Bluebird Lane Blog
Bluebird Lane Blog

Posts in Category 'Rider Fitness'

The Paradox of the Growing Heap

by Lori Albrough on September 5th, 2012

There’s this philosophical argument called Sorites Paradox, also known as the paradox of the heap. Sorites (pronounced so-rite-ees) is a Greek word that simply means “heaped up”. The argument goes like this:

Suppose someone dumps a large sack of rice on the table. On the table now sits one heap of rice. Now suppose you take one grain of rice away, and set it at the other end of the table. How many heaps are there now? One grain of rice can’t be said to be a heap, so there is still just one heap, the original one. Now take another grain of rice, and relocate it to the new spot. We get the same conclusion, two grains is not a heap. The same with a third grain, and a fourth.


Cardio Interval Training for Better Riding


by Lori Albrough on August 1st, 2012

It was just over twelve years ago that I showed up for my first dressage lesson. Excited and eager to learn proper technique from an accomplished coach, this was my first intro to true dressage riding, although I had been a rider for 25 years at that point. Less than ten minutes into the lesson, however, I found myself huffing, puffing, and overheating, and the only thing I was eager for was to take in enough oxygen and shed my top layers of clothing. And THAT was my introduction to what a physical workout riding can be!


Rocks, Pebbles, Sand and … Stretching

by Lori Albrough on June 20th, 2012

We keep talking about the importance of stretching for riders, and about suppleness being the foundation of our position. And I know you agree, but what I hear from you is that sometimes you find it hard to fit it into your day.

This got me thinking about Stephen Covey’s Big Rock analogy. In case you haven’t heard it, I’ll start by sharing it.


The Third Pillar: Fitness

by Lori Albrough on May 23rd, 2012

The Three Pillars of Your Riding Foundation is how I describe the basic building blocks that you use to create a strong platform for your success as a rider.

  • The first pillar is Focus, and it’s all about your mindset and the power of your attention in making daily progress towards your goals.
  • The second pillar, Fundamentals, is about true mastery of the basics, for both your horse and for yourself.
  • And today’s Pillar, Fitness, covers the whole physical side of things, ensuring that you are preparing your body to be able to actually ride the way you want to.


Back Extensions: Core Strengthening for Riders

Back Extension with Twist

by Lori Albrough on April 18th, 2012

How do you build a strong foundation for your position so that you aren’t moved one little bit if your horse spooks or stumbles or even TRIES to pull you out of the tack? Where do you start with strengthening your body so that you can be that unshakeable in the saddle while offering your horse a soft, steady, sympathetic connection with your hands, without gripping, pulling, or tightening up?

The answer lies in core strengthening! But it’s not just about getting six pack abs like Brad Pitt flaunted in Fight Club. For a rider, or any athlete in a functional sport, training the core involves working ALL the muscles around the torso. Weak lower back muscles are often paired with weak abs, so this back extension exercise is a great place to start your core conditioning.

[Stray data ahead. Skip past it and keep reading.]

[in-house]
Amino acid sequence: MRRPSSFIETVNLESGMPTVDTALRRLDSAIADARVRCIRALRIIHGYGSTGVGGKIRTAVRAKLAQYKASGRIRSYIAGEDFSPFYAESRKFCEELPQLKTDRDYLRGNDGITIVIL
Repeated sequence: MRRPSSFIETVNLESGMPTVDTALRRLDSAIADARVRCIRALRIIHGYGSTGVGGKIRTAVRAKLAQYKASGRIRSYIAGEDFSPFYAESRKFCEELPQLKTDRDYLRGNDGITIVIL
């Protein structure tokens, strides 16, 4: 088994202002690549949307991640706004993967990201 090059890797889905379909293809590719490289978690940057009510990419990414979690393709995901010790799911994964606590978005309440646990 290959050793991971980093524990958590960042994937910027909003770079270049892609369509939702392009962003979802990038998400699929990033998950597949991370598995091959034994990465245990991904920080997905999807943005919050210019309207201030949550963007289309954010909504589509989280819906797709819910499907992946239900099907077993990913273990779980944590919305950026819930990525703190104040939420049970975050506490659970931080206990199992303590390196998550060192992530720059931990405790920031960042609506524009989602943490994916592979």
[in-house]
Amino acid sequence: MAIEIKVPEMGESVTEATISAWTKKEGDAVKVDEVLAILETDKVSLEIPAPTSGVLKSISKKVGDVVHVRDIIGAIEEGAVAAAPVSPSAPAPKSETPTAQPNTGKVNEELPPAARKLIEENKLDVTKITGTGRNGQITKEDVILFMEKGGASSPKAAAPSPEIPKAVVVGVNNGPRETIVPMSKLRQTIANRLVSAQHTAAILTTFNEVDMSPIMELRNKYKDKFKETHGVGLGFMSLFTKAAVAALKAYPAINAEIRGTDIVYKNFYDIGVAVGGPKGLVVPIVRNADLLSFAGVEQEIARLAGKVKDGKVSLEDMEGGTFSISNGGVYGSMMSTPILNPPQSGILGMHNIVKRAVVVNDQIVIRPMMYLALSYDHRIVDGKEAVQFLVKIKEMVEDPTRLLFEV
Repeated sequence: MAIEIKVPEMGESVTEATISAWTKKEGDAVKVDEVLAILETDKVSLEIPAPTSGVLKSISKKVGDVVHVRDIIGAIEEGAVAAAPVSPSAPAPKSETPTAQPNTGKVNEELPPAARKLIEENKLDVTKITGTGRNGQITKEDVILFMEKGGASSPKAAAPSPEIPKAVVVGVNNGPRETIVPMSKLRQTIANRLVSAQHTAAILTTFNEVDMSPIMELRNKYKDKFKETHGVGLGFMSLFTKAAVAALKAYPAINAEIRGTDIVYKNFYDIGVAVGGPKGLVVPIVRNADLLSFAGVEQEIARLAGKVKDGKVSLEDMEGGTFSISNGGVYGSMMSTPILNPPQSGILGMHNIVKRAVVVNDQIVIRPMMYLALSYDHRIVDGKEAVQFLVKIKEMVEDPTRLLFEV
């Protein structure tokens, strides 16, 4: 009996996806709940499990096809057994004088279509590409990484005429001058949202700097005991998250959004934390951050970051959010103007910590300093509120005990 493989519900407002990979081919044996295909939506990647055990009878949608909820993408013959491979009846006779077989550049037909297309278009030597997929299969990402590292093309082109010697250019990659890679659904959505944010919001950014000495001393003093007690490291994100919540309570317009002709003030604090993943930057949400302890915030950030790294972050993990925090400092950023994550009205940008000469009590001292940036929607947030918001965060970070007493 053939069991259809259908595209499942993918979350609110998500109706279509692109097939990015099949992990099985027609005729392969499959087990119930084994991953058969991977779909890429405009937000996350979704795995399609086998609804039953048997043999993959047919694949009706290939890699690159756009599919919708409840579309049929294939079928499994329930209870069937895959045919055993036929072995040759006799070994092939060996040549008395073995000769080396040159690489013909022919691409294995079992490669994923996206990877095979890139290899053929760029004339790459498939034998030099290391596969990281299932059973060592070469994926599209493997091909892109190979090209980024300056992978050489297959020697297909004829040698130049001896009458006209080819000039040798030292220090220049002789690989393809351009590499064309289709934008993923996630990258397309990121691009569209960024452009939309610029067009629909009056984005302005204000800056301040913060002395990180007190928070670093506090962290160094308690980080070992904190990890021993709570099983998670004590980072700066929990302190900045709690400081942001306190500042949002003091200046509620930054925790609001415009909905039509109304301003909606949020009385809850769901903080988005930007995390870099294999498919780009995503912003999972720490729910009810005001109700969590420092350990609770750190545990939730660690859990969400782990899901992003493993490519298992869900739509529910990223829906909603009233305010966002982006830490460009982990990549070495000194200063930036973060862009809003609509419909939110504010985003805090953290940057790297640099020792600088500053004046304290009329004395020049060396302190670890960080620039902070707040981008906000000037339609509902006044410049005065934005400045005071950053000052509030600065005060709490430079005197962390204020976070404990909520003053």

The Habit of Daily Stretching

Fold, Drop, and Roll Stretch

by Lori Albrough on March 28th, 2012

The foundation of a horse’s training are rhythm and relaxation, sometimes expressed as rhythm and suppleness. These elements form the base upon which all the more advanced work is built. Similarly, for riders our foundation is suppleness, or flexibility.

For riding we are also going to need core strength, cardiovascular stamina, muscle tone and balance, but without that base of suppleness then tightness in our body will have us constantly working against ourselves. The tension or tightness will block the horse’s motion and have us essentially fighting against our own bodies in order to sit properly and use our aids correctly.


Master Your Posture for Effective Back Training

by Lori Albrough on February 29th, 2012

Last month we talked about some stretches to loosen the chest muscles to help you improve your posture on the horse. Shoulders that are rounded forward and downward are often being pulled in by tight chest muscles. Once you have loosened up your chest muscles, you can start to strengthen the muscles of your back that support both good posture and good riding.

Three back exercises I like to use are the Bent Over Forward Raise, Bent Over Reverse Fly, and the Bent Over Row. These work the mid-back muscles and the muscles along the spine. Today I will talk about the first exercise, but first, in order to perform them properly we need to master the correct training posture.


Training Straightness in the Rider: The Side Plank

Side Plank

by Lori Albrough on February 8th, 2012

Training straightness in your horse is important. So important, in fact, that “Straightness” rates it’s very own place on the training scale, right up there at the tippy-top underneath “Collection”. So it’s both a very advanced concept, and at the same time, very fundamental.

If we are not aware of, and working towards correcting, our horse’s intrinsic crookedness from the very beginning, we are in effect training his imbalances, reinforcing his crookedness, and making it more firmly entrenched.